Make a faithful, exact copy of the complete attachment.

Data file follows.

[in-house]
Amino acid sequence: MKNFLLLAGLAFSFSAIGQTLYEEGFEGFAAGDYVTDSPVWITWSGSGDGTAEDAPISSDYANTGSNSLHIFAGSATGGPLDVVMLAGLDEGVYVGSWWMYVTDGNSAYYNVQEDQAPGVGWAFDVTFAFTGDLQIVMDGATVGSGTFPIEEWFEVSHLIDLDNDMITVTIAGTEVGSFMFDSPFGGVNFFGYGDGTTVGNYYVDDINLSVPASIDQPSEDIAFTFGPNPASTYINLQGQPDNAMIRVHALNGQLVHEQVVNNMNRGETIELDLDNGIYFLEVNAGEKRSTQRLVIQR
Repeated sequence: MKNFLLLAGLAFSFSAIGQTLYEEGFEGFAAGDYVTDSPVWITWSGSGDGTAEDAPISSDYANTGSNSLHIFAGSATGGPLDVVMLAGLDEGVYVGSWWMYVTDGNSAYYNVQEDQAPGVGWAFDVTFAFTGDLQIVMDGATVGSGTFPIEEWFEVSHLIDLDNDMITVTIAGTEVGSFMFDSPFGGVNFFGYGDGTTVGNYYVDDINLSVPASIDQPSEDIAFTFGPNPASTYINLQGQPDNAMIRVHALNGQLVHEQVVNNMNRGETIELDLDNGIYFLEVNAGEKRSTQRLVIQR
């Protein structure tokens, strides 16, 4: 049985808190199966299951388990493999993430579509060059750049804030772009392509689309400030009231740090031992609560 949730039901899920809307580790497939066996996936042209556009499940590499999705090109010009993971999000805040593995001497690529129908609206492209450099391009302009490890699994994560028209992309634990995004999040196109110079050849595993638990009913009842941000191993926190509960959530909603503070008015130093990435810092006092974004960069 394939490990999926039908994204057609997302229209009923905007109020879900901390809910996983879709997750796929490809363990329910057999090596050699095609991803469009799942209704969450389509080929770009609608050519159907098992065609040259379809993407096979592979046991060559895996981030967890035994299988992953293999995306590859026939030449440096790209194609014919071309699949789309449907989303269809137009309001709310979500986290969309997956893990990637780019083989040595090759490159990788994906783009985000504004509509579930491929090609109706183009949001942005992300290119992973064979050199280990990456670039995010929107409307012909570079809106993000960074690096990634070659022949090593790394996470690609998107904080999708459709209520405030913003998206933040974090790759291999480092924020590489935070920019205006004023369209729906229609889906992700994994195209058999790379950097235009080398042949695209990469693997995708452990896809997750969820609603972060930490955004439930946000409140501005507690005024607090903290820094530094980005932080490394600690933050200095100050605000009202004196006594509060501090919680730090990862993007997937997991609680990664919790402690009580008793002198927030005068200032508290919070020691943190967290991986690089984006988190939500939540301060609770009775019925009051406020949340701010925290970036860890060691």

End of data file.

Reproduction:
[in-house]
Amino acid sequence: MKNFLLLAGLAFSFSAIGQTLYEEGFEGFAAGDYVTDSPVWITWSGSGDGTAEDAPISSDYANTGSNSLHIFAGSATGGPLDVVMLAGLDEGVYVGSWWMYVTDGNSAYYNVQEDQAPGVGWAFDVTFAFTGDLQIVMDGATVGSGTFPIEEWFEVSHLIDLDNDMITVTIAGTEVGSFMFDSPFGGVNFFGYGDGTTVGNYYVDDINLSVPASIDQPSEDIAFTFGPNPASTYINLQGQPDNAMIRVHALNGQLVHEQVVNNMNRGETIELDLDNGIYFLEVNAGEKRSTQRLVIQR
Repeated sequence: MKNFLLLAGLAFSFSAIGQTLYEEGFEGFAAGDYVTDSPVWITWSGSGDGTAEDAPISSDYANTGSNSLHIFAGSATGGPLDVVMLAGLDEGVYVGSWWMYVTDGNSAYYNVQEDQAPGVGWAFDVTFAFTGDLQIVMDGATVGSGTFPIEEWFEVSHLIDLDNDMITVTIAGTEVGSFMFDSPFGGVNFFGYGDGTTVGNYYVDDINLSVPASIDQPSEDIAFTFGPNPASTYINLQGQPDNAMIRVHALNGQLVHEQVVNNMNRGETIELDLDNGIYFLEVNAGEKRSTQRLVIQR
């Protein structure tokens, strides 16, 4: 049985808190199966299951388990493999993430579509060059750049804030772009392509689309400030009231740090031992609560 949730039901899920809307580790497939066996996936042209556009499940590499999705090109010009993971999000805040593995001497690529129908609206492209450099391009302009490890699994994560028209992309634990995004999040196109110079050849595993638990009913009842941000191993926190509960959530909603503070008015130093990435810092006092974004960069 394939490990999926039908994204057609997302229209009923905007109020879900901390809910996983879709997750796929490809363990329910057999090596050699095609991803469009799942209704969450389509080929770009609608050519159907098992065609040259379809993407096979592979046991060559895996981030967890035994299988992953293999995306590859026939030449440096790209194609014919071309699949789309449907989303269809137009309001709310979500986290969309997956893990990637780019083989040595090759490159990788994906783009985000504004509509579930491929090609109706183009949001942005992300290119992973064979050199280990990456670039995010929107409307012909570079809106993000960074690096990634070659022949090593790394996470690609998107904080999708459709209520405030913003998206933040974090790759291999480092924020590489935070920019205006004023369209729906229609889906992700994994195209058999790379950097235009080398042949695209990469693997995708452990896809997750969820609603972060930490955004439930946000409140501005507690005024607090903290820094530094980005932080490394600690933050200095100050605000009202004196006594509060501090919680730090990862993007997937997991609680990664919790402690009580008793002198927030005068200032508290919070020691943190967290991986690089984006988190939500939540301060609770009775019925009051406020949340701010925290970036860890060691």